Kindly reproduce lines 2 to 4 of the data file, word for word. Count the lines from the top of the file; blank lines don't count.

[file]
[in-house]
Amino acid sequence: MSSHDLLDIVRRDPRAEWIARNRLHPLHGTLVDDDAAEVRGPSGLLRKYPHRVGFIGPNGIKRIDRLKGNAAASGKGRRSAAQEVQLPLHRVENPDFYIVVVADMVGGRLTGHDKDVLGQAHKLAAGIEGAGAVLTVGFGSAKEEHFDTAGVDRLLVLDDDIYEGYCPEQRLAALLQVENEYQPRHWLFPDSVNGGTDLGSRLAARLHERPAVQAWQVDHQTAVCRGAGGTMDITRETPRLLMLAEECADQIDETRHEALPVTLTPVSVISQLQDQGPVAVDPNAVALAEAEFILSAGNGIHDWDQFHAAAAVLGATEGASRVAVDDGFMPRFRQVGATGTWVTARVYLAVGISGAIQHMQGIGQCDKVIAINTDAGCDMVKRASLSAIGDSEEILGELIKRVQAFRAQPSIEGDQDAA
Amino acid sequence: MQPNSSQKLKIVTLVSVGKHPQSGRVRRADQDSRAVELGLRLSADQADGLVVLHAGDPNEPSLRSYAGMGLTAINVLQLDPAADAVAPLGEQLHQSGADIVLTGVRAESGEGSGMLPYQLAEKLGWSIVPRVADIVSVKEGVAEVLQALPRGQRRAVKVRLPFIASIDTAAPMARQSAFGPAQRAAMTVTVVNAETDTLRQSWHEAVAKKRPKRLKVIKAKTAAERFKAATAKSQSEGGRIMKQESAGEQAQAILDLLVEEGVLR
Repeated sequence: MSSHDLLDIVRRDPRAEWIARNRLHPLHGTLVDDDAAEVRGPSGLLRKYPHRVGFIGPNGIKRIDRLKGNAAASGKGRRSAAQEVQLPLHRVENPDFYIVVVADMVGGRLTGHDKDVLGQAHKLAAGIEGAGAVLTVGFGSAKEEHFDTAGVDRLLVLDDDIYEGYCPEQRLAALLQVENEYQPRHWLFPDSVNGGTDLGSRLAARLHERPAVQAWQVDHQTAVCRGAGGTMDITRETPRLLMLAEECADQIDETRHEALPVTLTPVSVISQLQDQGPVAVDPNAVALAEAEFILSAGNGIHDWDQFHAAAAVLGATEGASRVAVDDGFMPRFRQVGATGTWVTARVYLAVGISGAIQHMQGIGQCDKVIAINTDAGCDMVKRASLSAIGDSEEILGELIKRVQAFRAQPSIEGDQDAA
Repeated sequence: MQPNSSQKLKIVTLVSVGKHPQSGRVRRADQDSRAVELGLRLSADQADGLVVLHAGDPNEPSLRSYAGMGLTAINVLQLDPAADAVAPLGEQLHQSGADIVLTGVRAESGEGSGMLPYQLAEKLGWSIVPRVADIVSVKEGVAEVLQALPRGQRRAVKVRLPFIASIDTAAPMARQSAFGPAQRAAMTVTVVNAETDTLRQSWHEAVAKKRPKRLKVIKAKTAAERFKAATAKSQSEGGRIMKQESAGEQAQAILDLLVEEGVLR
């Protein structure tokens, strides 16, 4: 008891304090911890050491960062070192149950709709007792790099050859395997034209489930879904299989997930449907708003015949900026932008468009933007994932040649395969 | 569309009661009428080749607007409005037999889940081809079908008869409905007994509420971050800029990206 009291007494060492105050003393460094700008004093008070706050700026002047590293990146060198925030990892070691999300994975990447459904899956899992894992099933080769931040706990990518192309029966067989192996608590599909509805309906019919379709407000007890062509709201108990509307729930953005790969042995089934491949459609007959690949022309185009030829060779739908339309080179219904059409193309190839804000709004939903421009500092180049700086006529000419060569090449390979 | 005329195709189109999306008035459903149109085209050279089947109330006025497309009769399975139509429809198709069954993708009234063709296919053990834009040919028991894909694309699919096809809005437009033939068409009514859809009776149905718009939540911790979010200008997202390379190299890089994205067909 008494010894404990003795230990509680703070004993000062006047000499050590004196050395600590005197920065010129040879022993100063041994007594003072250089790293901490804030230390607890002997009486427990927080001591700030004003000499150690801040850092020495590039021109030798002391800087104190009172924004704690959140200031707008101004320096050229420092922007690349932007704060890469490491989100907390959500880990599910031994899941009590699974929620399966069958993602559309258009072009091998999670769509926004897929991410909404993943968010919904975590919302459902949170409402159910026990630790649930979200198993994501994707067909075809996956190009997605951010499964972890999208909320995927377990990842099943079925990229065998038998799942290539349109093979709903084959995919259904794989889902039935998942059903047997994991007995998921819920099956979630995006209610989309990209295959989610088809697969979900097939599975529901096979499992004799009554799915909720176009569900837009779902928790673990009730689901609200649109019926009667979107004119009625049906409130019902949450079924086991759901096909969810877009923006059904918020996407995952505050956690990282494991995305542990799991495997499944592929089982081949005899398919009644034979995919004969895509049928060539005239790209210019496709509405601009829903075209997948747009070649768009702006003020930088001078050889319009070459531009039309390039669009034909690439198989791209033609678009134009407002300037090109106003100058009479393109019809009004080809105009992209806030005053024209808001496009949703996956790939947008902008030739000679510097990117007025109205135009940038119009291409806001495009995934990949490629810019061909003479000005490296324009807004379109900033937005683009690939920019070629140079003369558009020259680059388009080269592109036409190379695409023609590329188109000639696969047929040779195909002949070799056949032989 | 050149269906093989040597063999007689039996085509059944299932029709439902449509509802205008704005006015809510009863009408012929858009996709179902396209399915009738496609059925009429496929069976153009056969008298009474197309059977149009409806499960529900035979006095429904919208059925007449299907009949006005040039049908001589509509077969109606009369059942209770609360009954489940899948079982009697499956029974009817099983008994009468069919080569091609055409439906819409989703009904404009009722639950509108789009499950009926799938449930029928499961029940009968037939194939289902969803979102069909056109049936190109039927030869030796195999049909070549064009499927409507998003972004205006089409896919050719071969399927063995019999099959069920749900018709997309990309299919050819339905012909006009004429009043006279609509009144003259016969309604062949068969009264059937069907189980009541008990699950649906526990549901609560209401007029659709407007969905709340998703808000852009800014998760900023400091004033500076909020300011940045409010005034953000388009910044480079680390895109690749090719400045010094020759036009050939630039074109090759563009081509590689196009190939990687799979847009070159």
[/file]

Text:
Amino acid sequence: MSSHDLLDIVRRDPRAEWIARNRLHPLHGTLVDDDAAEVRGPSGLLRKYPHRVGFIGPNGIKRIDRLKGNAAASGKGRRSAAQEVQLPLHRVENPDFYIVVVADMVGGRLTGHDKDVLGQAHKLAAGIEGAGAVLTVGFGSAKEEHFDTAGVDRLLVLDDDIYEGYCPEQRLAALLQVENEYQPRHWLFPDSVNGGTDLGSRLAARLHERPAVQAWQVDHQTAVCRGAGGTMDITRETPRLLMLAEECADQIDETRHEALPVTLTPVSVISQLQDQGPVAVDPNAVALAEAEFILSAGNGIHDWDQFHAAAAVLGATEGASRVAVDDGFMPRFRQVGATGTWVTARVYLAVGISGAIQHMQGIGQCDKVIAINTDAGCDMVKRASLSAIGDSEEILGELIKRVQAFRAQPSIEGDQDAA
Amino acid sequence: MQPNSSQKLKIVTLVSVGKHPQSGRVRRADQDSRAVELGLRLSADQADGLVVLHAGDPNEPSLRSYAGMGLTAINVLQLDPAADAVAPLGEQLHQSGADIVLTGVRAESGEGSGMLPYQLAEKLGWSIVPRVADIVSVKEGVAEVLQALPRGQRRAVKVRLPFIASIDTAAPMARQSAFGPAQRAAMTVTVVNAETDTLRQSWHEAVAKKRPKRLKVIKAKTAAERFKAATAKSQSEGGRIMKQESAGEQAQAILDLLVEEGVLR
Repeated sequence: MSSHDLLDIVRRDPRAEWIARNRLHPLHGTLVDDDAAEVRGPSGLLRKYPHRVGFIGPNGIKRIDRLKGNAAASGKGRRSAAQEVQLPLHRVENPDFYIVVVADMVGGRLTGHDKDVLGQAHKLAAGIEGAGAVLTVGFGSAKEEHFDTAGVDRLLVLDDDIYEGYCPEQRLAALLQVENEYQPRHWLFPDSVNGGTDLGSRLAARLHERPAVQAWQVDHQTAVCRGAGGTMDITRETPRLLMLAEECADQIDETRHEALPVTLTPVSVISQLQDQGPVAVDPNAVALAEAEFILSAGNGIHDWDQFHAAAAVLGATEGASRVAVDDGFMPRFRQVGATGTWVTARVYLAVGISGAIQHMQGIGQCDKVIAINTDAGCDMVKRASLSAIGDSEEILGELIKRVQAFRAQPSIEGDQDAA